We followed GR131 across the road and descended into the forest behind the bus stop. After a short and easy walk among chestnut trees accompanied by tolling of Sunday church bells we started a constant climb up. The day was sunny and hot, and we drank quite a lot of water. Luckily at one point there was a spring within a 300-meter distance from the trail so we could refill our bottles. The route continued uphill winding through the pine forest with volcanic rock formations that looked like organ pipes. The path crossed a boulder-strewn sandy dry riverbed which could pass for a nice camping spot. After a 800-meter climb we got to the carretera and decided to camp in the underpass. At least, we thought, no-one would disturb us there and the tent would not get wet in the morning.

Before we'd had time to put our daily portion of couscous on the burner, we heard the clatter of hooves echoing from the walls of the concrete passage. Three horses thundered down the tunnel. It was obvious that the men leading the animals never expected a picnic in a place like that. Even less did we expect to see horses on a hikers-only trail.

The choice of a camping spot didn’t seem perfect to us anymore, but we jumped into our sleeping bags right after finishing dinner because it was quickly getting cold. Still awake, we heard a loud bumping noise and someone screaming in Spanish “there’s a room here!”. When I opened the tent there were three mountain bikers standing in the dark. They had bright headlamps and front lights that pierced the darkness of the pitch black forest. I asked them in Spanish whether there were more people coming and one of them said yes. We switched on our headlamps inside the tent and just lay there waiting. I couldn't close my eyes for two hours but more bikers never appeared. The rest of the night was quiet but very cold even in my sleeping bag designed for a comfort temperature of +2℃.

Thru-hiking the GR131 on Tenerife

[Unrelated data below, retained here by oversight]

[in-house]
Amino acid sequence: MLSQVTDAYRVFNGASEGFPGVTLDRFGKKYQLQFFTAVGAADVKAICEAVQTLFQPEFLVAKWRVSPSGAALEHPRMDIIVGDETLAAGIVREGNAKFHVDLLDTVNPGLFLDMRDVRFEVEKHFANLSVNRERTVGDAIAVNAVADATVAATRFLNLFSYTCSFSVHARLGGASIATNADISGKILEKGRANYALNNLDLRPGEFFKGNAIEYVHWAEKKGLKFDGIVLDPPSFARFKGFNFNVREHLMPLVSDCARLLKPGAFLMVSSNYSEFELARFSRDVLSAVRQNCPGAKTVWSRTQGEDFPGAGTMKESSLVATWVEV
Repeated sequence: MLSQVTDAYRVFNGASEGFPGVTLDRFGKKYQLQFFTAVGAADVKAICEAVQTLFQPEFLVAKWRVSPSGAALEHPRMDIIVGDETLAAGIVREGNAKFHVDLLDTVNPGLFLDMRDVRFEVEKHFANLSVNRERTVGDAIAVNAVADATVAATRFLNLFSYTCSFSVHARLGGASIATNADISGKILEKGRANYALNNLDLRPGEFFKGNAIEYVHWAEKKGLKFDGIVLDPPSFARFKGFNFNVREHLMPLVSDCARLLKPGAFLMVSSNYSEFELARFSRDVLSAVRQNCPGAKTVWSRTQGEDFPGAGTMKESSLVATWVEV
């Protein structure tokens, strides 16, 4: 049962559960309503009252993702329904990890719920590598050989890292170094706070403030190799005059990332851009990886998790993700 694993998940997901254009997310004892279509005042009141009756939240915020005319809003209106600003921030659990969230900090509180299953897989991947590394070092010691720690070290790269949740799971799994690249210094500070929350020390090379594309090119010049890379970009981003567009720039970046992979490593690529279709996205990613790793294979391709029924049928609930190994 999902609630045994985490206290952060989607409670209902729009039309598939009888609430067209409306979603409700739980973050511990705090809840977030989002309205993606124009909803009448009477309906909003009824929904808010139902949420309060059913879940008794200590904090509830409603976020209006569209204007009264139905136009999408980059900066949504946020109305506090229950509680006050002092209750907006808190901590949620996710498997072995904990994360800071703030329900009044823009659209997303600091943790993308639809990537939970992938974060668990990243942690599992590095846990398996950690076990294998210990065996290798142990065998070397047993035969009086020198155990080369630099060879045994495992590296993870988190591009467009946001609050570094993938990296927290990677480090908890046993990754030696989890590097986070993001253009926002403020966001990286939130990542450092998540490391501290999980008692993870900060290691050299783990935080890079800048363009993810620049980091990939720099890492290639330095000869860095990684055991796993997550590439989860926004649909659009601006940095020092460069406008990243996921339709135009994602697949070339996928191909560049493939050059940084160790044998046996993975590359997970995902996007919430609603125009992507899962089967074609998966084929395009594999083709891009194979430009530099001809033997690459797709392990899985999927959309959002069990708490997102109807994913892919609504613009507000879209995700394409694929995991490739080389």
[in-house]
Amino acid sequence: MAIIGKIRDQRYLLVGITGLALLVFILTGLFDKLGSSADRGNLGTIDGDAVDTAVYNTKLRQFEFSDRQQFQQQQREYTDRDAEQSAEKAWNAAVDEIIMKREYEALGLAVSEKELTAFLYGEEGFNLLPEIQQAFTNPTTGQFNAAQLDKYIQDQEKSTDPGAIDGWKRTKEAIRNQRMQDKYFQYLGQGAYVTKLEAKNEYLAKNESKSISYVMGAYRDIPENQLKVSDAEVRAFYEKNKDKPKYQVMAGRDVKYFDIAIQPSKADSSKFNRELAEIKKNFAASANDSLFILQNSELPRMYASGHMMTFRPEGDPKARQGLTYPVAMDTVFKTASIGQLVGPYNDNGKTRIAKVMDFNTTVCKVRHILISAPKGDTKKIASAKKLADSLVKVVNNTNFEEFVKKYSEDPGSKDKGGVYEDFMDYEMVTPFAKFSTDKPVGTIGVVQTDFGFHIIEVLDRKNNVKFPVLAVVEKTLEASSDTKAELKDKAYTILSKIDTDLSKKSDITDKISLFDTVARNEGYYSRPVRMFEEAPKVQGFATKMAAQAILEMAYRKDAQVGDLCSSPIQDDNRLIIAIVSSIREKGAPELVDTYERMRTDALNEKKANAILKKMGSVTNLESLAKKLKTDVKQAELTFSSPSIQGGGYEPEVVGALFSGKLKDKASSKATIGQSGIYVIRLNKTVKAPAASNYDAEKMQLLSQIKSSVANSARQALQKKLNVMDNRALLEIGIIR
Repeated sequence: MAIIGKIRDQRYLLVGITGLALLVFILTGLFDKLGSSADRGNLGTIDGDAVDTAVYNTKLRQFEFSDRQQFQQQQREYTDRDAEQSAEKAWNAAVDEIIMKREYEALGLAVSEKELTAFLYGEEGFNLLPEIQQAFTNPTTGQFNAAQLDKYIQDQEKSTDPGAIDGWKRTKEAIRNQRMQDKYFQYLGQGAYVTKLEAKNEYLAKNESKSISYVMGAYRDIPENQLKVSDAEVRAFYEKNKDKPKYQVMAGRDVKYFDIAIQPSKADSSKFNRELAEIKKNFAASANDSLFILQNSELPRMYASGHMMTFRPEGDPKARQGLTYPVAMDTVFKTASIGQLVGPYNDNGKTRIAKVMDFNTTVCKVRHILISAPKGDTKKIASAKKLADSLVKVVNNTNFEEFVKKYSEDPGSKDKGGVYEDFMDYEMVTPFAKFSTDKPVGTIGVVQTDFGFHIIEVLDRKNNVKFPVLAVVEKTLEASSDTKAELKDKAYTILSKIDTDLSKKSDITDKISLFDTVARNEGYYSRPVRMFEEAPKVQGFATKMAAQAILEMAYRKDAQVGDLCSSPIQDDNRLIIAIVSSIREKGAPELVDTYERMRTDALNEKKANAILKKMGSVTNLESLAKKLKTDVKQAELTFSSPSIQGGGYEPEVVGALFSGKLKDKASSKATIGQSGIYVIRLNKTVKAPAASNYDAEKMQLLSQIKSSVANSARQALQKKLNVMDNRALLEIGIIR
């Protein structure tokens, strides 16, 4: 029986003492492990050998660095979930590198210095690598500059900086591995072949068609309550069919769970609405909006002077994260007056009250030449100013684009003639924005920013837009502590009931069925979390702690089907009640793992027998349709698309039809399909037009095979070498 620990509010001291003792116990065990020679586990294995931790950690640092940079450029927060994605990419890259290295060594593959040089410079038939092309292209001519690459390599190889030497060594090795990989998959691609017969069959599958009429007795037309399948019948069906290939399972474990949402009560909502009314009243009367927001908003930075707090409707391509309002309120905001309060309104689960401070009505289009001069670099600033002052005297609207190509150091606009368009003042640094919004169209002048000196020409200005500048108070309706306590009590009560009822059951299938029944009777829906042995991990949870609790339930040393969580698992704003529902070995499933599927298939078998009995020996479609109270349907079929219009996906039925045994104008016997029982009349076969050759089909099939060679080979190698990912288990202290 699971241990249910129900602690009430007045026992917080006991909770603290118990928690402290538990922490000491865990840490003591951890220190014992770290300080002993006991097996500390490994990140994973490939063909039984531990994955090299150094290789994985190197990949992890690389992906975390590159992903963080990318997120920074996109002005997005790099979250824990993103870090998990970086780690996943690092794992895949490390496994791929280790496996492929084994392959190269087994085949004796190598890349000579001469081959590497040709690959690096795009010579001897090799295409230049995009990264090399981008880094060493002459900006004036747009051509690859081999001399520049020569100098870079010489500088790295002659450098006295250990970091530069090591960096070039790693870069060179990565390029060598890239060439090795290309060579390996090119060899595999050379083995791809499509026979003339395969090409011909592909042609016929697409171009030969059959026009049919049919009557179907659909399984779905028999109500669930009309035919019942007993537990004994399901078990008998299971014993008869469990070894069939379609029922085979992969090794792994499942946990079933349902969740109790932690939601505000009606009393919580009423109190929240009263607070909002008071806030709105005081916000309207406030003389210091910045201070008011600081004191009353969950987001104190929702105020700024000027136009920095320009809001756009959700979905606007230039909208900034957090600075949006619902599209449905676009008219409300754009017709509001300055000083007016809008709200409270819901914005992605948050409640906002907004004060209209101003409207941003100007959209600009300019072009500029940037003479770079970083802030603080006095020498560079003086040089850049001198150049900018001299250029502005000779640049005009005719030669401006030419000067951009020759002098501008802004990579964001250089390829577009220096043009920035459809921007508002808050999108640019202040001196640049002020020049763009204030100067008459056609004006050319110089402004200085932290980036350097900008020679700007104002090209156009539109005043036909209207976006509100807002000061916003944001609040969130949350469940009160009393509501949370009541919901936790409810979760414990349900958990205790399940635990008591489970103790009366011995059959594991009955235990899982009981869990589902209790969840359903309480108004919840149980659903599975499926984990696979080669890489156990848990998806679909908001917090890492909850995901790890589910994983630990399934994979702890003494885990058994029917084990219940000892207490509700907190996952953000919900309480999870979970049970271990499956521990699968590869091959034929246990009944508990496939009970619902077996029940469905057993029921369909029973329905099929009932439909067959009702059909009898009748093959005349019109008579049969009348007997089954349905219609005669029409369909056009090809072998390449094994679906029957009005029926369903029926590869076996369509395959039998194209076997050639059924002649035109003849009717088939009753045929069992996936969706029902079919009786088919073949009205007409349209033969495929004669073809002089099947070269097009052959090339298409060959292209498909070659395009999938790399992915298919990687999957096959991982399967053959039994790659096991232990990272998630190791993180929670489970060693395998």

Thru-hiking the GR131 on Tenerife

Day 3. TF-21 to El Portillo

Hiking. Hitchhiking. Couchsurfing.

Distance 2 km, Elevation gain 220 m

Drinking water: El Portillo Visitor center

Thru-hiking the GR131 on Tenerife

Today we planned to get to Puerto de la Cruz where we were going to stay for four days with a couchsurfing host.

From our campsite in the tunnel we climbed 200 meters to Portillo through the green pine forest. On the top we were greeted by the spectacular Teide volcano rising against the background of a clear blue sky. Soft morning sunshine painted its slopes in gold. We enjoyed the view while we walked towards the border of the National park.

The restaurant in Portillo was closed and we had to walk to the Visitor’s Center to fill our bottles and use the toilet. Then we found a place to hitchhike on the road heading down to Puerto de la Cruz, and after ten minutes a taxi driver stopped and agreed to take us to the town for free. From him we learned that the temperature had dropped almost to zero in the mountains last night.

Having arrived in Puerto de la Cruz before midday we spent a couple of nice warm hours sitting in the Sortija park waiting for our host to get home.

Thru-hiking the GR131 on Tenerife

Day 4. El Portillo to Forest above VIlaflor

Hitchhiking. Hiking (and losing GR131). Camping.

Distance 11.5 km, Elevation gain 290 m, Elevation loss 730 m

Drinking water: El Portillo Visitor center, A spring in the water house (28.20369, -16.6180)

Thru-hiking the GR131 on Tenerife

After four relaxing days spent on the coast it was time to hit the road again. We had four more nights until our booked accommodation in Arona and we wanted to spend them outside wild-camping. That’s why we divided the next part of our hike into four days. Of course it could have been easily done in three days or even in two.

Yesterday we learned from a fellow hiker that for some reason a yearly mufflon hunt in Teide National Park was still ongoing though the park’s Facebook page said the last shots were fired on October 29. It meant that the GR131 was still being closed every Monday, Wednesday and Friday from 7am till 2pm. Today is Friday and yesterday I didn’t have any luck contacting the visitor’s center and trying to get updated info. And yes, when we got out of the bus in El Portillo at around 10:30 the entrance to the trail was already sealed off with red tape.